Once we reach the RIPA, we are officially "registered."

  • That RIPA then labors to match us with one of their available children. 
  • This process could take anywhere from a couple of months to a couple of YEARS.
  • Once we are "matched", a tedious process of paperwork and court dates is set in motion, which again, could take months. 

Then we would take ONE TRIP to India to bring our child home.

So, we feel like we are probably 18 months - 2 years away from completing our Indian adoption. We are learning as we go. This is a brand new experience for us and we are asking God for wisdom at every turn.

Thank you for journeying with us. Because we are so far off, I, at times, feel silly for even keeping this blog updated. How many years of blog entries can be about "waiting"? :) But, I so appreciate your dedication to our journey. Your words of encouragement and prayers carry us through this wild adventure.

Also, I have decided to classify myself as an expectant mom.

With confidence, I fully EXPECT God to sustain my heart, bring patience to my soul and give me the strength to live in the today He has given me.

Until next Monday,
love: Kate, Steve & Dima


  1. in my book, you are a family of four. (maybe more? :))

  2. When we adopted our son, we had the chance to spread the news with another couple in our family that adopted. It was amazing. It was the first time that I felt like a "expectant" mother. No one was walking on eggshells wondering what the appropriate thing to say was: congratulations or good luck or even worse, the few who wondered why? It's difficult for other parents to understand the process. It's even harder for someone who has never experienced adoption to understand how you can feel as though you are expecting. In my experience, you don't have to be growing a life inside you to know that you are expecting one in your heart. Eventually, my husband and I were lucky enough to have a biological child and I can tell you from experience that although the waiting is different, I felt like I was "expecting" when we adopted just as much as when I gave birth. Be strong.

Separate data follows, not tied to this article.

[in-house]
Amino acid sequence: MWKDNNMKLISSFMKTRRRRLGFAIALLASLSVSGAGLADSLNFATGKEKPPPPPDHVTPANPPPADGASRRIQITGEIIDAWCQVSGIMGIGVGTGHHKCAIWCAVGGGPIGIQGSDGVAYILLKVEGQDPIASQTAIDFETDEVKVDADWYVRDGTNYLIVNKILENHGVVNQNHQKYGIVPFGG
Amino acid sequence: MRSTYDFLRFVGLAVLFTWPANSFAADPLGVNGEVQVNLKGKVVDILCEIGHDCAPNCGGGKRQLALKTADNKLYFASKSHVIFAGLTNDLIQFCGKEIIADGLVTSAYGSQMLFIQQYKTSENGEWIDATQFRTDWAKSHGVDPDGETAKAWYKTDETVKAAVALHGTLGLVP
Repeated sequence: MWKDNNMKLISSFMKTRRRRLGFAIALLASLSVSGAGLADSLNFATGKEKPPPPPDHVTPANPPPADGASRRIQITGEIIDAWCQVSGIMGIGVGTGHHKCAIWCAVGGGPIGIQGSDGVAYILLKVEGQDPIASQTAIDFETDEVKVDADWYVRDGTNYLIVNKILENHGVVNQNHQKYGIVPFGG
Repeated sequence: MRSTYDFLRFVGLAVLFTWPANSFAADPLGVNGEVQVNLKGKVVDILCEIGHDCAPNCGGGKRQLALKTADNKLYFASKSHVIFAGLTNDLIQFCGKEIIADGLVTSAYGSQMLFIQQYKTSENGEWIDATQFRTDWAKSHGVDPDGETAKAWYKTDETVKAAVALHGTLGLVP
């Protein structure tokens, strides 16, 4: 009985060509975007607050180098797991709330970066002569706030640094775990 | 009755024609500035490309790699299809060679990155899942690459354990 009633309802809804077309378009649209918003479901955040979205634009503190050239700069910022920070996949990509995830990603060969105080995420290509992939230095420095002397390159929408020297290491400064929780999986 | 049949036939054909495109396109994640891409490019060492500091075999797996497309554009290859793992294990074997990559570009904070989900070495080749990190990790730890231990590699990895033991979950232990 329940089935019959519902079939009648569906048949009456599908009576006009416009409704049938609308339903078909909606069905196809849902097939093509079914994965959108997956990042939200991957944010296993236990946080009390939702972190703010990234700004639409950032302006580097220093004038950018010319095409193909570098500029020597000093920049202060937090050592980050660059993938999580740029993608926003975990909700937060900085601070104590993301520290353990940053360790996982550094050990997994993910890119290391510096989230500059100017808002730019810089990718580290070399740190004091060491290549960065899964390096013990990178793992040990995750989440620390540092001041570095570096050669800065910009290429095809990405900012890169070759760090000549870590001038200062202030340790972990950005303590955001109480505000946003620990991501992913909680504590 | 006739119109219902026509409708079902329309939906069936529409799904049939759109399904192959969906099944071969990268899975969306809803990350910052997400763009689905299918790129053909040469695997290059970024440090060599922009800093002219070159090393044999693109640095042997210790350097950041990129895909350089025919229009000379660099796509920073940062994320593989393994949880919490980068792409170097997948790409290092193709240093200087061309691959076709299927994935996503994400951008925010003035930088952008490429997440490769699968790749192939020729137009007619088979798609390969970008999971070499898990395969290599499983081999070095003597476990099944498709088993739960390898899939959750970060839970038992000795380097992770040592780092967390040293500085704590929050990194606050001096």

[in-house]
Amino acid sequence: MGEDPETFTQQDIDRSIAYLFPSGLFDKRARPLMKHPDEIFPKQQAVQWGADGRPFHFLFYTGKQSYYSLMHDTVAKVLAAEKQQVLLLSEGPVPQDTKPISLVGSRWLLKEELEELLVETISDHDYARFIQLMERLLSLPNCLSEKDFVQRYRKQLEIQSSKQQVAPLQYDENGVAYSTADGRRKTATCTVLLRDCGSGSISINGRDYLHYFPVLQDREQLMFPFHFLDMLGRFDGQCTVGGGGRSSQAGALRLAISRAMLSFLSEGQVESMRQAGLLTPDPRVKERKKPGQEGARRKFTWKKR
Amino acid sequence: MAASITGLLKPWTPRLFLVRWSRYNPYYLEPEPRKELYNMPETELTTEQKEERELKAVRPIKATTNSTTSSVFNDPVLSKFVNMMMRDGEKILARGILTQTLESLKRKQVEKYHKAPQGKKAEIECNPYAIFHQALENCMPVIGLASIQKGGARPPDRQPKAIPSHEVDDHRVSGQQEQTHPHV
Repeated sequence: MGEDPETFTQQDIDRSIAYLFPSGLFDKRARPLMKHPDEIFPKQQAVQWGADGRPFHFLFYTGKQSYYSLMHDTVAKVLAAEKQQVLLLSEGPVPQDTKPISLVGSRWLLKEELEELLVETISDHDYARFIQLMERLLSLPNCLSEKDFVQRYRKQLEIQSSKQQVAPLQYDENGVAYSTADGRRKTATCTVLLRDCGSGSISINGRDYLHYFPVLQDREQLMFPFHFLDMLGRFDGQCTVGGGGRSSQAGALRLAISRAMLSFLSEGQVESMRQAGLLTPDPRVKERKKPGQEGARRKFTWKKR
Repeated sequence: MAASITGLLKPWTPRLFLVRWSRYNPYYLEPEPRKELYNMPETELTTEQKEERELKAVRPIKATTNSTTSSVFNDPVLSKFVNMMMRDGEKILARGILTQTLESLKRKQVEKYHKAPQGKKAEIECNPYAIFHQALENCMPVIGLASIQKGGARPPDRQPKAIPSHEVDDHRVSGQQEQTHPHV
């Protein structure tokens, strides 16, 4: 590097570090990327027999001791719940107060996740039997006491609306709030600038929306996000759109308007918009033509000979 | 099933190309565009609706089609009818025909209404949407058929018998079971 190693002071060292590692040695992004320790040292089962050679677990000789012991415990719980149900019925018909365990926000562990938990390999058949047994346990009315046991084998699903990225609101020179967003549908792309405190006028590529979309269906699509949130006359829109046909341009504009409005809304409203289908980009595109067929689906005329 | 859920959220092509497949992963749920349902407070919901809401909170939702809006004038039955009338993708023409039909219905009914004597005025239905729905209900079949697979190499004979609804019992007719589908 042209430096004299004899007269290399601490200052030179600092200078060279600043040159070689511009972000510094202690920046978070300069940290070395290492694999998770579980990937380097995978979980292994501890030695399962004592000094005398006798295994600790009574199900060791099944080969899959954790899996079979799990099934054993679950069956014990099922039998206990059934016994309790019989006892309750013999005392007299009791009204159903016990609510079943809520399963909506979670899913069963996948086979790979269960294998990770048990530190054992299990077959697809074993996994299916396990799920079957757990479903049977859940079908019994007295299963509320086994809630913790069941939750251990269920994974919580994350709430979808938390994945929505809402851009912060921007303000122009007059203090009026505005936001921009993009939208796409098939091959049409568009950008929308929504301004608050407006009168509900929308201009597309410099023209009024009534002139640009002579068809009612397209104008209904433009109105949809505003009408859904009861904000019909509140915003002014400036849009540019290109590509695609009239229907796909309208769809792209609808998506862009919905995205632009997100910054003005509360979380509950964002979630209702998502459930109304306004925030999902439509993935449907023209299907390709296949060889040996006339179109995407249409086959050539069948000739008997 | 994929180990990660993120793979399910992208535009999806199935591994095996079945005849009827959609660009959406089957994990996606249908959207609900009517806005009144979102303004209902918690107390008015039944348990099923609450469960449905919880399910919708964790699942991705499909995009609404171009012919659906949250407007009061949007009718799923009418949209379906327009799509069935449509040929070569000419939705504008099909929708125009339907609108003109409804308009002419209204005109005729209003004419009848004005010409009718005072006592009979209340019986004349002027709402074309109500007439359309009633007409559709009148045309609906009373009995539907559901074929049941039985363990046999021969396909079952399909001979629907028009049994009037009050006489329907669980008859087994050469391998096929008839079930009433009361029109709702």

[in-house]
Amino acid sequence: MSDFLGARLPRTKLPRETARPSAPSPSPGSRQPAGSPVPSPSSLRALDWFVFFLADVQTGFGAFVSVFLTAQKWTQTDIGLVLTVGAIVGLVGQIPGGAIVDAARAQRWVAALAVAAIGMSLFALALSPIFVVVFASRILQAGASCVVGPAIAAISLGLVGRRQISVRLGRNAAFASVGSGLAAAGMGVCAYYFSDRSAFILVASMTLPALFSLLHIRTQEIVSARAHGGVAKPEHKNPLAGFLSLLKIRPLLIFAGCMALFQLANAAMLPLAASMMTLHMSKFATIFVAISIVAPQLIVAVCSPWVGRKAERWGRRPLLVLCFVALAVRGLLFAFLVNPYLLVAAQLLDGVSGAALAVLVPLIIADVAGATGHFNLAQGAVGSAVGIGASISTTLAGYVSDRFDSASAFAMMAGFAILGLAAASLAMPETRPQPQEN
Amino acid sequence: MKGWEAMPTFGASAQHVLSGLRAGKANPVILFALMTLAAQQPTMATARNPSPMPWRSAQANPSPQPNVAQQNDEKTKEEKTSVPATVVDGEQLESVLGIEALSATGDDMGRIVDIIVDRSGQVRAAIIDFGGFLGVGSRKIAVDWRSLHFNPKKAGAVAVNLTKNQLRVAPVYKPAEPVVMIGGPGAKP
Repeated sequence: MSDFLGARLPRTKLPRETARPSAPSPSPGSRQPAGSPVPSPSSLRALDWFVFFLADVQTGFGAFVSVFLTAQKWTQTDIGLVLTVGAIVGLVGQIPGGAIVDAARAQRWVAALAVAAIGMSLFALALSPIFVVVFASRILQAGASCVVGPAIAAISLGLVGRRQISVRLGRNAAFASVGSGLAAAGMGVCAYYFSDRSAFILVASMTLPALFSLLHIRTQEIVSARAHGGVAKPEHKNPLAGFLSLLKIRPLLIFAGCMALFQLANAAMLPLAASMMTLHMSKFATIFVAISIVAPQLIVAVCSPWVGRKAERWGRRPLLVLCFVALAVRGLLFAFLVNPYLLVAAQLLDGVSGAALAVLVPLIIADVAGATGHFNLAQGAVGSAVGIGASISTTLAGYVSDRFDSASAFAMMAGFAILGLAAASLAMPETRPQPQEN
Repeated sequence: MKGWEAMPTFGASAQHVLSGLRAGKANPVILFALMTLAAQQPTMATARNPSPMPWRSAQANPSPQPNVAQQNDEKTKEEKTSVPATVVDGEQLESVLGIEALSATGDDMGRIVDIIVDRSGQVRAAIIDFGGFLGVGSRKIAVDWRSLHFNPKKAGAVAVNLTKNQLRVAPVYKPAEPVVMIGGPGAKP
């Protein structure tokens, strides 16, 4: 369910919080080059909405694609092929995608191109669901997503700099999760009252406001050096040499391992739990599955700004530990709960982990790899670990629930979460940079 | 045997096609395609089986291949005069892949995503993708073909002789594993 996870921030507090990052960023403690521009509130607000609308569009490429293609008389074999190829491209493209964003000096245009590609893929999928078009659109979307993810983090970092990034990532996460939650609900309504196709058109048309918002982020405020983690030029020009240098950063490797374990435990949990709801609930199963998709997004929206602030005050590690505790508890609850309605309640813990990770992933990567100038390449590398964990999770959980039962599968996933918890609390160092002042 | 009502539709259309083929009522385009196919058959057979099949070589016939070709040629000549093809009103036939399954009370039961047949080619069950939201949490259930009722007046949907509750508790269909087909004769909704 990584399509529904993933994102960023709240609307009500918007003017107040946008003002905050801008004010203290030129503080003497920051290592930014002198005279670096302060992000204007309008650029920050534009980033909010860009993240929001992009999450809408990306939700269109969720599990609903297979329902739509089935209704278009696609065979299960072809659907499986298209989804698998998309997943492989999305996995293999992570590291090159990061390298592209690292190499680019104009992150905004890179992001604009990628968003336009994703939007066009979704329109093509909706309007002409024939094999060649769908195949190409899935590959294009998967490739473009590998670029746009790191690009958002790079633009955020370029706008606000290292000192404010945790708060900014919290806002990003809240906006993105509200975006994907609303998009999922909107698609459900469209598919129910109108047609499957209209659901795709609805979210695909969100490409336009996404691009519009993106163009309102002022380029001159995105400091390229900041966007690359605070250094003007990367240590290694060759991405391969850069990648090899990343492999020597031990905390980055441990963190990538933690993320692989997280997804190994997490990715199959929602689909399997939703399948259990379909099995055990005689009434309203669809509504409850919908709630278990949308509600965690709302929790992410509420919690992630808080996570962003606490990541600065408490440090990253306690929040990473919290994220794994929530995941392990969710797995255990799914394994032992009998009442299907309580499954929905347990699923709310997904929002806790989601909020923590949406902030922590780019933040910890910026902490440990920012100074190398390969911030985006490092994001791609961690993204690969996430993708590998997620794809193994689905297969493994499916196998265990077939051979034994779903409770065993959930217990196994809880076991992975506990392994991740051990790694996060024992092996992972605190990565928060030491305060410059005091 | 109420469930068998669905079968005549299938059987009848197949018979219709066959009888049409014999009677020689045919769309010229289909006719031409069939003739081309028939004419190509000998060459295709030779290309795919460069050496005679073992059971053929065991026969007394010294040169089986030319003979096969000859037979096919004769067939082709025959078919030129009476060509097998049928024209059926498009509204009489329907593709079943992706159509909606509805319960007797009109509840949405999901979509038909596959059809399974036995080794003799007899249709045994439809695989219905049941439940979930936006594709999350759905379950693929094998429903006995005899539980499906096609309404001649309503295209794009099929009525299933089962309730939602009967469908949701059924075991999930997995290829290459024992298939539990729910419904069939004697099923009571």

3. Hi Kate,
    I don't know you, but I've been following your blog since I saw your first video about Dima on YouTube. So, I kind of feel like I know you! My husband and I are also adopting. It's hard. It was hard to learn that biological children weren't in the plans for us. It was hard when the US closed its doors to Nepal (our original plan to adopt), and then hard to accept when India started having trouble (our revised plan). It was hard when we switched countries a third time(because now we were running into age restrictions). And every friend or family member who tells us they are expecting...well, it's hard to hear even though we are so happy for them. I guess I just wanted to tell you that you aren't alone. I hear your heart. There are lots of us out here feeling the same things. When I read what you wrote, I felt like I was reading my own thoughts. I hope you'll keep writing, because it helps me to also know that *I'm* not alone when I read your posts. Sending you warm wishes from a distance! ~Kristi